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Almost Half of Americans Experienced Strengthened Gun Laws in 2013

Fifteen states plus the District of Columbia strengthened their gun laws in the year following the Newtown school shooting, accounting for roughly half (44%) of the U.S. population.

This finding is one of many in a new publication from Updated Evidence and Policy Developments on Reducing Gun Violence in America.

The publication is a one-year update to Reducing Gun Violence in America: Informing Policy with Evidence and Analysis, and provides new data, research and developments on many gun policy topics, such as background checks, handgun purchaser licensing and personalized or smart guns. Other critical issues addressed include ways to curtail gun trafficking and expanding firearm prohibitions for domestic violence offenders, persons convicted of violent crimes, substance abusers, and those determined to be a danger to others or themselves as a result of mental illness. Chapters were written by the leading experts in gun policy and research.

“Contrary to popular belief, the tragic loss of life at Sandy Hook elementary school led to a number of significant policy developments, particularly stronger gun laws at the state level,” says Daniel Webster, ScD, MPH, director of the Johns Hopkins Center for Gun Policy and Research, and an editor and author of Reducing Gun Violence in America: Informing Policy with Evidence and Analysis and the new updated version.

“While Congress failed to pass a background check bill, eight of the 15 states that strengthened their gun laws made fairly substantial changes, including Colorado, Delaware, Illinois and New York, which expanded background check requirements for gun sales, and Maryland, which enacted handgun purchaser licensing with fingerprinting of applicants.”

Noteworthy advances in 2013 chronicled in Updated Evidence and Policy Developments on Reducing Gun Violence in America include measures to improve the capacity of the U.S. Department of Justice to enforce federal laws against gun traffickers, and legislation at the state level to reduce intimate partner violence offenders’ access to firearms.

“States such as Utah and Minnesota were wise to adopt policies designed to restrict or further restrict batterers’ access to guns, given what we know from research about the lifesaving benefits of laws that prohibit persons under restraining orders for domestic violence from having a firearm,” says April Zeoli, PhD, author of the chapter on intimate partner violence and an assistant professor in the School of Criminal Justice at Michigan State University.

“In fact, a key takeaway of this publication is that a data-driven approach to firearms policy whereby individuals with a history of violence or other seriously dangerous behavior should be disqualified, even temporarily, from owning or purchasing firearms will reduce gun violence.”

The publication cites research from Johns Hopkins that focused on individuals who had been incarcerated for crimes involving firearms in the weakest states for legal gun ownership. The researchers found 59.7% of the subjects were not subject to firearm prohibitions when they committed their crimes; this would have been reduced by nearly half had the states (or the federal government) enacted additional prohibitions such as establishing 21 as a minimum legal age for possessing a handgun and prohibiting serious juvenile offenders, violent misdemeanants, and those with multiple drug- or alcohol-related convictions from possessing firearms.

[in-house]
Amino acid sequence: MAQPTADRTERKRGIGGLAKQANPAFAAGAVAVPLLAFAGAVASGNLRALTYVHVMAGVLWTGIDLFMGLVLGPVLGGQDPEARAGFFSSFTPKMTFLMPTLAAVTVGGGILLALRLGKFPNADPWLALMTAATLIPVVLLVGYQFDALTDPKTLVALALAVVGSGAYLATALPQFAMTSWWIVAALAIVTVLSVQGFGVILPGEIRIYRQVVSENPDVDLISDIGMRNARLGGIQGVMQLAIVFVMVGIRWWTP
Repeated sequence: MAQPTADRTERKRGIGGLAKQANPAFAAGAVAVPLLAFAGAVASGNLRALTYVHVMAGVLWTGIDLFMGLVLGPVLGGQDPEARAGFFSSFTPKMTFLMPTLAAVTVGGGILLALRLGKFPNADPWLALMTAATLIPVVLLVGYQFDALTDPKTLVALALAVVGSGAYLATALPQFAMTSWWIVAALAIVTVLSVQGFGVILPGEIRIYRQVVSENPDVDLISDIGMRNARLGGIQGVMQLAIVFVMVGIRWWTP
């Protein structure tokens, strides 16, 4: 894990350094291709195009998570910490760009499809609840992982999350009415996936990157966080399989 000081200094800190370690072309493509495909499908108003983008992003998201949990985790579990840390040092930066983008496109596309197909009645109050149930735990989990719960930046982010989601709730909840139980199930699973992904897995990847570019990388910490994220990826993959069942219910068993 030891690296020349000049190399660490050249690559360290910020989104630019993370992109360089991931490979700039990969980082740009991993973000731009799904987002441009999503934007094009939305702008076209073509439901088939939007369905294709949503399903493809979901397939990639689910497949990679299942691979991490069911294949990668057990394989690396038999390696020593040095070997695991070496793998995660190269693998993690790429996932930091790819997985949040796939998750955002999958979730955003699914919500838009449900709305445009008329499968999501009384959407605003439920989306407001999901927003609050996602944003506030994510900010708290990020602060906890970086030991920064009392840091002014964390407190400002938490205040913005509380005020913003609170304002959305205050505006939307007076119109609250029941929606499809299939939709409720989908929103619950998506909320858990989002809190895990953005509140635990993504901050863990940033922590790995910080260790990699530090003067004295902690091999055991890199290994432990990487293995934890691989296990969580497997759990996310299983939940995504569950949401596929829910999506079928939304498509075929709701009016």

“A data-driven approach should also extend to the way we think about mental illness and gun violence,” says Jeffrey Swanson, PhD, a professor in psychiatry and behavioral sciences at Duke University who coauthored a chapter on mental illness and gun policy.

“Policies should recognize that a history of any kind of violence—particularly with court involvement—is a better predictor of future gun violence than mental health history.”
Earlier this year, The Consortium for Risk-Based Firearms Policy, a consortium of the nation's leading experts in gun violence prevention and mental health law and policy, of which Swanson and several other chapter authors are members, crafted state and federal policy recommendations calling for temporary restrictions of up to five years on the purchase and possession of firearms by individuals convicted of violent misdemeanors, domestic violence, or more than one drug or alcohol conviction within a certain period.

“These recommendations are very much in line with what the vast majority of the American public—including gun owners—want in terms of keeping guns away from high-risk individuals,” says Jon Vernick, JD, MPH, codirector of the Johns Hopkins Center for Gun Policy and Research, and an editor and author of Updated Evidence and Policy Developments on Reducing Gun Violence in America.

New research in Updated Evidence and Policy Developments from author Garen Wintemute, MD, MPH, director of the University of California, Davis Violence Prevention Research Program finds gun dealers, too, support policies to broaden denial criteria for owning guns. He reports on a survey he led of federally licensed firearm retailers in 43 states: Nine of ten retailers (90.1%) supported a firearms prohibition for persons with alcohol abuse and repeated cases of alcohol-related violence; seven in ten (70.7%) favored prohibiting sales to people who have been convicted of multiple DUI convictions.

“Unfortunately, the handful of states that have listened to their constituents and enacted laws intended to prevent high-risk individuals from accessing guns are undermined by the gaping hole in Federal law which gives criminals and other high-risk groups the option of going to private sellers at gun shows, on the Internet, or elsewhere to buy guns,” says Wintemute.

— Source: Johns Hopkins Bloomberg School of Public Health